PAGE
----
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Azimo CEO’s key tips when expanding to Sub-Saharan African markets

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As Frog portfolio company Azimo – a global leader in online and smartphone-based money transfers – expands into Sub-Saharan Africa, CEO Richard Ambrose expounds on the bigger role of technology in emerging markets as well as considerations Fintech companies should know when doing business across Africa.

In line with its Tech for Growth programme, which puts the spotlight on UK-Africa business partnerships, The Department of International Trade spoke with Ambrose to get some tips and key takeaways from the tech company’s expansion experience.

On choosing Sub-Saharan Africa as a priority region for Azimo’s work, Ambrose noted that it is one of the largest and fastest-growing regions for receiving remittances. He also highlighted that remittance flows into the region exceed total Foreign Direct Investment and that Nigeria receives 50% of this flow, which is why it is one of Azimo’s key markets.

“Our mission is to use technology to make financial services affordable and available to all. The cost of sending money to Sub-Saharan Africa remains high at around 7-9%, while Azimo offers an instant service with a total cost of around 2%. This allows our customers to support their families at home more effectively by being able to get a larger amount of money back to them,” he said.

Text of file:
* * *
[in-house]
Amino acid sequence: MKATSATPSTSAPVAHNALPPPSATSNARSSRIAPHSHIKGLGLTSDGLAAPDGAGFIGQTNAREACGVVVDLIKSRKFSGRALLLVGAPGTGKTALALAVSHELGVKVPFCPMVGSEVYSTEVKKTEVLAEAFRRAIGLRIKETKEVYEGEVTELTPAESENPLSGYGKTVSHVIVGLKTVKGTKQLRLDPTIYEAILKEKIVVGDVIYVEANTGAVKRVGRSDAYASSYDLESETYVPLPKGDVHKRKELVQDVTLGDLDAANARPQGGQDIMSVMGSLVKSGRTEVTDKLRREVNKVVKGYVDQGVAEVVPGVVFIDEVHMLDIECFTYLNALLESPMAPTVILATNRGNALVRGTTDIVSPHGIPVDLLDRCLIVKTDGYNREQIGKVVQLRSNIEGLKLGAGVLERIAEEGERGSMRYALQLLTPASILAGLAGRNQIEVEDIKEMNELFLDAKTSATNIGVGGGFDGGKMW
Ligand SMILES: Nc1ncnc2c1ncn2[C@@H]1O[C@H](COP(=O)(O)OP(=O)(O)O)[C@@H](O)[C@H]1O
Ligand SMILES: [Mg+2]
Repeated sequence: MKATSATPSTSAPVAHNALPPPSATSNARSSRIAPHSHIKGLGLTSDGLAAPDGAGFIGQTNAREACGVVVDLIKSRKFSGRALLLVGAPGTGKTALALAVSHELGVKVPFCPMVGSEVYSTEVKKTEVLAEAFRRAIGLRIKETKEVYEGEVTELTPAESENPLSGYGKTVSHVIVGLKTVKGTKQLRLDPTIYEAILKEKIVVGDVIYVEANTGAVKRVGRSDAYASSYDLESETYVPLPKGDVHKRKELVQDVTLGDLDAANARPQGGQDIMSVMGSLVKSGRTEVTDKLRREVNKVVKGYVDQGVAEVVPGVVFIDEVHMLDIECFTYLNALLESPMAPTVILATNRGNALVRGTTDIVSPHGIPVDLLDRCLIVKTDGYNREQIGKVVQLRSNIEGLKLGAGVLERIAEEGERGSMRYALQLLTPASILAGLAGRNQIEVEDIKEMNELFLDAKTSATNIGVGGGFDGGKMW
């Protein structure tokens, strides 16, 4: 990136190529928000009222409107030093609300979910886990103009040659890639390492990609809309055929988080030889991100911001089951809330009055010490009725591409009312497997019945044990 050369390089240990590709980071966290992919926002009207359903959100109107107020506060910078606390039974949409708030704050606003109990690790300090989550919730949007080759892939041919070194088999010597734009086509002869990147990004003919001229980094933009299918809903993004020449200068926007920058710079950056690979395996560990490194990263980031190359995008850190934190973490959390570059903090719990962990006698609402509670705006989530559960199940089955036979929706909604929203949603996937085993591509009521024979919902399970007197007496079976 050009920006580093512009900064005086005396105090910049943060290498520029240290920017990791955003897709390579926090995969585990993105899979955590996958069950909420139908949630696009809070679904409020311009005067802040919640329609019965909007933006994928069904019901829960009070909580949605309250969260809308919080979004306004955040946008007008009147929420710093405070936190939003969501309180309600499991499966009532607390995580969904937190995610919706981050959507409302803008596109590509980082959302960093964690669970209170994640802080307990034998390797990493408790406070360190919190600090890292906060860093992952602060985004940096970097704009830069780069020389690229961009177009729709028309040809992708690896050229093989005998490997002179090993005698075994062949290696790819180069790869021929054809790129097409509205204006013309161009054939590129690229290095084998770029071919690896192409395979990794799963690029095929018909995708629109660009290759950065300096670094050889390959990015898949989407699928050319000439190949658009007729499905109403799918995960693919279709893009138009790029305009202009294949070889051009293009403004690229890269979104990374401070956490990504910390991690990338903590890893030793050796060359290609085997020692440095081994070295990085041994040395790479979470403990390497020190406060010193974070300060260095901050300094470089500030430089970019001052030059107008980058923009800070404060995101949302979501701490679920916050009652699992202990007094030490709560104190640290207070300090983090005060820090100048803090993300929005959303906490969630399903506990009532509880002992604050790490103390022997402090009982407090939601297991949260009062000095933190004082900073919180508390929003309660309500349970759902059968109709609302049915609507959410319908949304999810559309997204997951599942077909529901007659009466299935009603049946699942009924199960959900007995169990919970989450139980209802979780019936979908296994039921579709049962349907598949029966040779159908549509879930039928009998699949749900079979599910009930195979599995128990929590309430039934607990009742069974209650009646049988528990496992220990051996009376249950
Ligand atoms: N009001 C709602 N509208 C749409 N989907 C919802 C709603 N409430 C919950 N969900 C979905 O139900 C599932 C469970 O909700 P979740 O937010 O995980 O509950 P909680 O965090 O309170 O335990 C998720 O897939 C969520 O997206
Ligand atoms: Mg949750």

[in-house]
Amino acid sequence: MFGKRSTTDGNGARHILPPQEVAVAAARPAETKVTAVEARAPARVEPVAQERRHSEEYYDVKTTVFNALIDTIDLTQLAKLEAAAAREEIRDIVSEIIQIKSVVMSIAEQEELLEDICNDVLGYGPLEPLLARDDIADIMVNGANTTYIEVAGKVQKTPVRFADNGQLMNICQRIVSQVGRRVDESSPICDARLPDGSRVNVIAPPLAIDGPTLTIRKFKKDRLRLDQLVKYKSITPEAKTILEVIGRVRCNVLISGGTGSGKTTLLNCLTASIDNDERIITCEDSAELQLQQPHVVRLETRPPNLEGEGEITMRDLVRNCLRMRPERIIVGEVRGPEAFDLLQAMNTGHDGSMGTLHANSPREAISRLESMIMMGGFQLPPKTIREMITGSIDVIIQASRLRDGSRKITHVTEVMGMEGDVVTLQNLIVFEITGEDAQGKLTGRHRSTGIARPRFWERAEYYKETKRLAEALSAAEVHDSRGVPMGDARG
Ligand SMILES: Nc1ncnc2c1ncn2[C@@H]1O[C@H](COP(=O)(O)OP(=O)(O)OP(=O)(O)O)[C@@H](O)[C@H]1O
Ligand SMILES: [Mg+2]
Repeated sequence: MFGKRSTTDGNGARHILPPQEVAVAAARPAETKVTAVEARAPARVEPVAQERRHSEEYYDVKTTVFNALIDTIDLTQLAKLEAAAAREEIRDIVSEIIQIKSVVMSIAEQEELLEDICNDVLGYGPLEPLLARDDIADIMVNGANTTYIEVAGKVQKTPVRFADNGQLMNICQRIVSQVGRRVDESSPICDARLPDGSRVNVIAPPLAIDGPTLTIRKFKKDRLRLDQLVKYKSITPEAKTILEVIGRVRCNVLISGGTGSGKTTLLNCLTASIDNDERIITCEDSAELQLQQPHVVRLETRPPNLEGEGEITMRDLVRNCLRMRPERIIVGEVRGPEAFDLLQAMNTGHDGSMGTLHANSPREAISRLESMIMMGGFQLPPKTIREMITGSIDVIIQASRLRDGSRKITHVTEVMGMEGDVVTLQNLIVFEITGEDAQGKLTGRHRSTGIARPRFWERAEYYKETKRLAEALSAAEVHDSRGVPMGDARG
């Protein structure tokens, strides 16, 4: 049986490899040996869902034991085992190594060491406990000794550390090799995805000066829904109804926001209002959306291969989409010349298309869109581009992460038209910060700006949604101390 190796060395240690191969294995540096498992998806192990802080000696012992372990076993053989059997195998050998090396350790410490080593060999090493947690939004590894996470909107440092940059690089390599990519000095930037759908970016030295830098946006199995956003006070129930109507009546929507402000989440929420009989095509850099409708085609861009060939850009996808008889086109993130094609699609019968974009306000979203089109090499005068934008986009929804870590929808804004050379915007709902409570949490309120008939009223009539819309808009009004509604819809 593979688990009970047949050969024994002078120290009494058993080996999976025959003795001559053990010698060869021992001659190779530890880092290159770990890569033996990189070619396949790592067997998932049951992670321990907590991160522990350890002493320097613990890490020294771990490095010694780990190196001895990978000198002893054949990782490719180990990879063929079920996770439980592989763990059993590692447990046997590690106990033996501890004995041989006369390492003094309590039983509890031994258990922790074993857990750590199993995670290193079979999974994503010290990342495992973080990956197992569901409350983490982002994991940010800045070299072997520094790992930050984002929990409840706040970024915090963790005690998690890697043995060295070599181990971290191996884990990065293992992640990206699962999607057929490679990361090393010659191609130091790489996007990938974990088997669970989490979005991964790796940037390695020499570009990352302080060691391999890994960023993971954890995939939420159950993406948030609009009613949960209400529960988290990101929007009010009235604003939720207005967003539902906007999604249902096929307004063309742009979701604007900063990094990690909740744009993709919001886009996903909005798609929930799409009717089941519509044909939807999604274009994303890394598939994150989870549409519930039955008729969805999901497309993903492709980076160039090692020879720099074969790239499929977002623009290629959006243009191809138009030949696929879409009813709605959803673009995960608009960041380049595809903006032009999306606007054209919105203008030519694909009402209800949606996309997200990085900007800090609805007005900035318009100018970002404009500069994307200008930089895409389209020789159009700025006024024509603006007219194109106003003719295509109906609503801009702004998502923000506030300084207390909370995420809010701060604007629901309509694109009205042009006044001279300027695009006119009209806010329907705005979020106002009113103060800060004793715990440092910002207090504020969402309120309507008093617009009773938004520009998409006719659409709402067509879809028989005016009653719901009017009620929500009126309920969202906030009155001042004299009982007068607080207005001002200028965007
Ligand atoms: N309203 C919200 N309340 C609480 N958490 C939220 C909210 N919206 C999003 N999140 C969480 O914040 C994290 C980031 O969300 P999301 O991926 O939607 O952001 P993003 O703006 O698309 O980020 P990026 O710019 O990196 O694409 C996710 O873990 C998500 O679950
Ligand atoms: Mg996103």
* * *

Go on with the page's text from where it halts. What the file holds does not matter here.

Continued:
Besides that, Ambrose gave three important things that fintech companies should consider while expanding in emerging markets:

  1. The local regulatory framework
  2. Local nuances – every market is different
  3. These markets have a different kind of tech sophistication

When asked about the key lessons he has learned in their international expansion journey, Ambrose said: “Probably the most important lesson is patience. Entering a new market, especially one outside Europe, requires regulatory approval, licensing, setting up banking relationships, opening offices and signing commercial deals. The lead times for any of these activities can be many months. We’ve learned to do them in parallel and to expect some bumps along the road.”

Read the full article here.


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